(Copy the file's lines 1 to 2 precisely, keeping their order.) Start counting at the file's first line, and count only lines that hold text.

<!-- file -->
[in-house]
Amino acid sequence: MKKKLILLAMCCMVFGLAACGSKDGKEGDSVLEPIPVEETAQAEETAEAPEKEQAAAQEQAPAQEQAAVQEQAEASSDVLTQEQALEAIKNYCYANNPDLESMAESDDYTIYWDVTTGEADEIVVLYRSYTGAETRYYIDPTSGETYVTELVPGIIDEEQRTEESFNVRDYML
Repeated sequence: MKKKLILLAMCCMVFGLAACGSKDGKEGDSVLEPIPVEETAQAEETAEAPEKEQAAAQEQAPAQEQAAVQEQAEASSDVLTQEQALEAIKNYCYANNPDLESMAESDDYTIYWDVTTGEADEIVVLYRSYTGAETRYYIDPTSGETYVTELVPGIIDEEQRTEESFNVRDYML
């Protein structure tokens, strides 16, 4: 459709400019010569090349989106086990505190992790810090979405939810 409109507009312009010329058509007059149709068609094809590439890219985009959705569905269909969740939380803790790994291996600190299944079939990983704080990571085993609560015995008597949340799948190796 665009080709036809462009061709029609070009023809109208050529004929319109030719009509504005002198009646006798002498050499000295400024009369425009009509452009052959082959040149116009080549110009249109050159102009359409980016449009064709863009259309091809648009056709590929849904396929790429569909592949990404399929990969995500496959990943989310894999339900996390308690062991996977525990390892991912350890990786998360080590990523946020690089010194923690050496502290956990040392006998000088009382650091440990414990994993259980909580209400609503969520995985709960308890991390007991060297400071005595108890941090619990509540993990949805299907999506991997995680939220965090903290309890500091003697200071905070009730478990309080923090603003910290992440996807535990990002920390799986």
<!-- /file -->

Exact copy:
[in-house]
Amino acid sequence: MKKKLILLAMCCMVFGLAACGSKDGKEGDSVLEPIPVEETAQAEETAEAPEKEQAAAQEQAPAQEQAAVQEQAEASSDVLTQEQALEAIKNYCYANNPDLESMAESDDYTIYWDVTTGEADEIVVLYRSYTGAETRYYIDPTSGETYVTELVPGIIDEEQRTEESFNVRDYML